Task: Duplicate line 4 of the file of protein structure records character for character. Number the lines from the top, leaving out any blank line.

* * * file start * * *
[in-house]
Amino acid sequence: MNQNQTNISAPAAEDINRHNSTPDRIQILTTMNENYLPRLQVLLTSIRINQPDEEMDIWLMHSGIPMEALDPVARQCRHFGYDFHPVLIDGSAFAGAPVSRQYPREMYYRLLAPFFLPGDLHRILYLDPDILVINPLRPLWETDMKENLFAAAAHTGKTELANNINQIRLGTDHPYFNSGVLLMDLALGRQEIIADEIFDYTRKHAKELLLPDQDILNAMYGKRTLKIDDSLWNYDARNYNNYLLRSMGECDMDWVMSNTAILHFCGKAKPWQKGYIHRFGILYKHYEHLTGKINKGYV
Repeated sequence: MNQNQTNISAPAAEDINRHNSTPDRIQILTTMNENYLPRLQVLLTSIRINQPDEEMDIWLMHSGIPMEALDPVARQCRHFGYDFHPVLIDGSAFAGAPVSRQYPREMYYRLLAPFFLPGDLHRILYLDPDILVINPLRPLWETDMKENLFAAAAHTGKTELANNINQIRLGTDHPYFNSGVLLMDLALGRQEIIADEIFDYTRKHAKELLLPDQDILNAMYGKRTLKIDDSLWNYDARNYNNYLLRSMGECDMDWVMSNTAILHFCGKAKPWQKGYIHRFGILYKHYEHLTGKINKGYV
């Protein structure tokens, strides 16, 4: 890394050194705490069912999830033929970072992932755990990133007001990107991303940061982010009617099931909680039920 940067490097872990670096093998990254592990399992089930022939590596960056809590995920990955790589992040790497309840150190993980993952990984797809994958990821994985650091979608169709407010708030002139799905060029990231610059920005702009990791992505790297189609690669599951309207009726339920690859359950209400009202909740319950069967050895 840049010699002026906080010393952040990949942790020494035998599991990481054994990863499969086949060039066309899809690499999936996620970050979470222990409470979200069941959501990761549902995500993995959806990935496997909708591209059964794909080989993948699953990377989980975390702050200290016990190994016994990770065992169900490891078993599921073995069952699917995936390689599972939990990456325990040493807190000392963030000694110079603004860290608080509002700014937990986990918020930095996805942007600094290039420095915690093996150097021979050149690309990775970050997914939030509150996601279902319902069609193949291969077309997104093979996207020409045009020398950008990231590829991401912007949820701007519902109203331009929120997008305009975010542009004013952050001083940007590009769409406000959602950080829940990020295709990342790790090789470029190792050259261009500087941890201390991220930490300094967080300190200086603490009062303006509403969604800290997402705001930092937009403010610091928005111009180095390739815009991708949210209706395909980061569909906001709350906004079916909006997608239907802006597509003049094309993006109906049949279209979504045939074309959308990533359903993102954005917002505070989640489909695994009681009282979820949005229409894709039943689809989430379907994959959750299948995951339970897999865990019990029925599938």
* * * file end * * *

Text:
């Protein structure tokens, strides 16, 4: 890394050194705490069912999830033929970072992932755990990133007001990107991303940061982010009617099931909680039920 940067490097872990670096093998990254592990399992089930022939590596960056809590995920990955790589992040790497309840150190993980993952990984797809994958990821994985650091979608169709407010708030002139799905060029990231610059920005702009990791992505790297189609690669599951309207009726339920690859359950209400009202909740319950069967050895 840049010699002026906080010393952040990949942790020494035998599991990481054994990863499969086949060039066309899809690499999936996620970050979470222990409470979200069941959501990761549902995500993995959806990935496997909708591209059964794909080989993948699953990377989980975390702050200290016990190994016994990770065992169900490891078993599921073995069952699917995936390689599972939990990456325990040493807190000392963030000694110079603004860290608080509002700014937990986990918020930095996805942007600094290039420095915690093996150097021979050149690309990775970050997914939030509150996601279902319902069609193949291969077309997104093979996207020409045009020398950008990231590829991401912007949820701007519902109203331009929120997008305009975010542009004013952050001083940007590009769409406000959602950080829940990020295709990342790790090789470029190792050259261009500087941890201390991220930490300094967080300190200086603490009062303006509403969604800290997402705001930092937009403010610091928005111009180095390739815009991708949210209706395909980061569909906001709350906004079916909006997608239907802006597509003049094309993006109906049949279209979504045939074309959308990533359903993102954005917002505070989640489909695994009681009282979820949005229409894709039943689809989430379907994959959750299948995951339970897999865990019990029925599938």